It can be an aerial photograph, but also a drawing. Before manned flight was common, the term "bird's eye" was used to distinguish views drawn from direct observation at high locations (for example a mountain or tower), from those constructed from an imagined (bird's) perspectives. Bird's eye views as a genre have existed since classical times. The last great flourishing of them was in the mid-to-late 19th century, when bird's eye view prints were popular in the United States and Europe.
- Wikipedia  
LONDON — Sometimes, curatorial conceit need be nothing more than a conceit, a frame that occasions the presentation of stellar art. While lacking a sharp concept, the exhibition Everything at Once offers a bird’s-eye view of the global contemporary art scene’s ascendance, convergence, and rupture.
- full article here  
 Anish Kapoor, “At the Edge of the World II” (1998)
 photo by Jack Hems
, © Anish Kapoor, courtesy Lisson Gallery

Theatre of the Actors of Regard   

 A Person Looks At A Work Of Art/
 someone looks at something... 


29 November 2017

2017 West Space Fundraiser

Nick Austin, Glenn Barkley, Jack Brown, Lauren Burrow, Trevelyan Clay, Georgina Cue, Vittoria di Steffano, Hana Earles, Clementine Edwards, Emily Floyd, Briony Galligan, Agatha Gothe-Snape, Ry Haskings, Greatest Hits, Heidi Holmes, Raafat Ishak, Lucina Lane, Merryn Lloyd, Alex Martinis Roe, Kym Maxwell, Sanné Mestrom, John Nixon, Ruth O'Leary, Taree Mackenzie, Nicholas Mangan, Nik Pantazopoulos, Nell Pearson, Oscar Perry, Joshua Petherick, Jason Phu, Patrick Pound, Lisa Radford & Masato Takasaka, Ander Rennick, Kiron Robinson, Christopher Sciuto, David Sequeira, Kieren Seymour, Nicholas Smith, Peter Tyndall, Grace Wood and Simon Zoric. 

Catalogue available as an online store here.

edition by FIAPCE  
 A Person Looks At A Work Of Art/
 someone looks at something... 


28 November 2017

'cause baby won't you look at you now

It all started out so well for this baby boomer 
Baby Bomber actor of regard...

 1952 portrait of the artist of TAR by Reg V. Brock 
 at his View Point photography studio, Bendigo

"You Must Have Been a Beautiful Baby"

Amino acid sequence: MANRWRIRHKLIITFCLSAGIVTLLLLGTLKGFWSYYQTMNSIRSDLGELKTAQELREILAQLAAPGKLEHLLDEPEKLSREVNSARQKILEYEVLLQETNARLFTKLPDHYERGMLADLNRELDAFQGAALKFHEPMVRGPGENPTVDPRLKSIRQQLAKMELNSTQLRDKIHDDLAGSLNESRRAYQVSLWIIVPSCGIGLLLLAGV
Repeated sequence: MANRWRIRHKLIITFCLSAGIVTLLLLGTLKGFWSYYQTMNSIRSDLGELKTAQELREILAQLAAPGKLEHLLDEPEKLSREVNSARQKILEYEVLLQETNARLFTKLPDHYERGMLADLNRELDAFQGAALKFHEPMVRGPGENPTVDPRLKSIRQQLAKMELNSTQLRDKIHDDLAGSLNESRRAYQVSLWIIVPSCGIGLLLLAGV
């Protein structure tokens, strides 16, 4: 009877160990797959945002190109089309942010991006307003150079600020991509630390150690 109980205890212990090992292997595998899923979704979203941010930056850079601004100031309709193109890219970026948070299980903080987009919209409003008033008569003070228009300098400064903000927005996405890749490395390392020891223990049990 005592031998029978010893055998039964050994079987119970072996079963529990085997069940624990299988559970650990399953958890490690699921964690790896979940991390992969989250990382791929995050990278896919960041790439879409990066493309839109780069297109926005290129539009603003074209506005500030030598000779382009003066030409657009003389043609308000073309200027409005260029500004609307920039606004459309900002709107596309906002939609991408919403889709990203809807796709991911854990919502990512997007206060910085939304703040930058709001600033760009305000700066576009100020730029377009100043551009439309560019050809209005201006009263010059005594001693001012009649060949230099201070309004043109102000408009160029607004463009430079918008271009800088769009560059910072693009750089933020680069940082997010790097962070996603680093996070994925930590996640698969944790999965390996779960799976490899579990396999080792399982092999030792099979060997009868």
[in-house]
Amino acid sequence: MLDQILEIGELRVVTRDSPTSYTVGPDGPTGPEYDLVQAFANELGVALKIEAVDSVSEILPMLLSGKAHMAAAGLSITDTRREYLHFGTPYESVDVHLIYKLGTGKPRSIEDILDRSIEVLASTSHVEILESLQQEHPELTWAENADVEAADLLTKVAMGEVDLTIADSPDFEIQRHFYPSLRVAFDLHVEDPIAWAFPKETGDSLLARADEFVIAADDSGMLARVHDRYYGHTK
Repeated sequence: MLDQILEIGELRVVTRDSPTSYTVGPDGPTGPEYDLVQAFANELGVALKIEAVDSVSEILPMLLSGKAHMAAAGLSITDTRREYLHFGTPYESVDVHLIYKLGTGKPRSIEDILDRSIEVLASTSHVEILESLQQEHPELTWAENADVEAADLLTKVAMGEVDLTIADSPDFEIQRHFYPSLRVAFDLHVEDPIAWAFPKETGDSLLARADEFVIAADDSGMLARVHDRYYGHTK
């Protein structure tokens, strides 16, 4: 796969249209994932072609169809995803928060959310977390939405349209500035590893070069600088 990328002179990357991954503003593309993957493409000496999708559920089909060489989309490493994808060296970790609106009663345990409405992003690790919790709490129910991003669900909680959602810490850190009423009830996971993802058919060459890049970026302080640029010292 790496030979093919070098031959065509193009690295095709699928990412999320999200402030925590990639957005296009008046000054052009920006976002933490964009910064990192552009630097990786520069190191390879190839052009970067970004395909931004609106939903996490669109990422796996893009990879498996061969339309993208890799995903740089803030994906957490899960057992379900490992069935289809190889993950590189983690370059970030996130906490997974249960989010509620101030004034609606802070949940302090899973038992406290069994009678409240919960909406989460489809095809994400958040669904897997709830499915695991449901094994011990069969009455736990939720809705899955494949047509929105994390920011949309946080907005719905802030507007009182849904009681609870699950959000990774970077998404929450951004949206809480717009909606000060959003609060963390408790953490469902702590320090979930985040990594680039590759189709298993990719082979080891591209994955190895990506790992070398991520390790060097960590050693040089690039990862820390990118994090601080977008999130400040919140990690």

words by Johnny Mercer
version below by Bobby Darin

Oh … you know, you know, you know, you know …

You must a been a beautiful baby
You must a been a beautiful child
When you were only startin'
To go to kindergarten
I bet you drove those other childs wild!

Oh yeah … oh yeah … oh yeah …
An' when it came to winnin' blue ribbons
Well ... I bet you taught the other kids how
Well, I can see the judge's eyes
As they handed you the prize
I bet you took the cutest bow!

Yeah! You must a been a beautiful baby
'cause baby won't you look at you now

Oh yeah ... oh yeah ... oh yeah ...

You must a have been a beautiful baby
You must a have been a beautiful child
When you were only startin'

To go to kindergarten
I know you drove the other childs wild
An' I wasn't even there

An' when you came to winnin' blue ribbons
Hey … I know you taught those other kids how
Well, I can see the judge's eyes
As they handed you the prize
I know you made the cutest bow!

Yeah! You must a been a beautiful baby
‘cause baby won't you look at you now
Oh, I mean … I mean … oh, beautiful …
Oh, beautiful ...
Oh, beautiful ...

Oh, beautiful ...
Oh, beautiful ...
Oh, beautiful ...

Aah, I know you're beautiful … too beautiful for words ...

    Yeah! You must a been a beautiful baby
    ‘cause baby won't you look at you now...
click image to enlarge 

           recent portrait of the artist with TAR branding iron 
           by Graeme Harrison at FIAPCE Bonzaview studio

        A Person Looks AA Work Of Art/
        someone looks at something... 
        LOGOS/HA HA 

26 November 2017

Chin Music

Australia v England
at the Gabba, Brisbane
first match of The Ashes 2017/18
day 4

           A Person Looks AA Work Of Art/
           someone looks at something... 
           LOGOS/HA HA